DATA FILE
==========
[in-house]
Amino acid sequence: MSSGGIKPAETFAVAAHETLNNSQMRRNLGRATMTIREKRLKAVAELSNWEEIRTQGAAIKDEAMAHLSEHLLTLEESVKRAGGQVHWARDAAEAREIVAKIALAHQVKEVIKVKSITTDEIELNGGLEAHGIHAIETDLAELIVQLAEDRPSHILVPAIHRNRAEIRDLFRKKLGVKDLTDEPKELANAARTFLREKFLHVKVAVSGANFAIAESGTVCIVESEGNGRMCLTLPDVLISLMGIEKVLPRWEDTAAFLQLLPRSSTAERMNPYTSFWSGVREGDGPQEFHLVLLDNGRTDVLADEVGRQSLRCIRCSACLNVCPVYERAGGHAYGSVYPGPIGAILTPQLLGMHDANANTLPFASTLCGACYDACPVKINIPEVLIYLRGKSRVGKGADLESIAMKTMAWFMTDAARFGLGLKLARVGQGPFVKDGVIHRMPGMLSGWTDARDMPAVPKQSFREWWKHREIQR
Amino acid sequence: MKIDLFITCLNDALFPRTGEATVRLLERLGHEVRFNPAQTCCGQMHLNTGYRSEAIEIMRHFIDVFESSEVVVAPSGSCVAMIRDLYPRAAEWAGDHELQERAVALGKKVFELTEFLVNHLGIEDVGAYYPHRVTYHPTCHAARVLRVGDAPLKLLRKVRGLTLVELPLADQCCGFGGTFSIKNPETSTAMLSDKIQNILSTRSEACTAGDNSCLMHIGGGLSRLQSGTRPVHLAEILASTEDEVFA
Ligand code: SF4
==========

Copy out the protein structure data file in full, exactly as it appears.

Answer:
[in-house]
Amino acid sequence: MSSGGIKPAETFAVAAHETLNNSQMRRNLGRATMTIREKRLKAVAELSNWEEIRTQGAAIKDEAMAHLSEHLLTLEESVKRAGGQVHWARDAAEAREIVAKIALAHQVKEVIKVKSITTDEIELNGGLEAHGIHAIETDLAELIVQLAEDRPSHILVPAIHRNRAEIRDLFRKKLGVKDLTDEPKELANAARTFLREKFLHVKVAVSGANFAIAESGTVCIVESEGNGRMCLTLPDVLISLMGIEKVLPRWEDTAAFLQLLPRSSTAERMNPYTSFWSGVREGDGPQEFHLVLLDNGRTDVLADEVGRQSLRCIRCSACLNVCPVYERAGGHAYGSVYPGPIGAILTPQLLGMHDANANTLPFASTLCGACYDACPVKINIPEVLIYLRGKSRVGKGADLESIAMKTMAWFMTDAARFGLGLKLARVGQGPFVKDGVIHRMPGMLSGWTDARDMPAVPKQSFREWWKHREIQR
Amino acid sequence: MKIDLFITCLNDALFPRTGEATVRLLERLGHEVRFNPAQTCCGQMHLNTGYRSEAIEIMRHFIDVFESSEVVVAPSGSCVAMIRDLYPRAAEWAGDHELQERAVALGKKVFELTEFLVNHLGIEDVGAYYPHRVTYHPTCHAARVLRVGDAPLKLLRKVRGLTLVELPLADQCCGFGGTFSIKNPETSTAMLSDKIQNILSTRSEACTAGDNSCLMHIGGGLSRLQSGTRPVHLAEILASTEDEVFA
Ligand code: SF4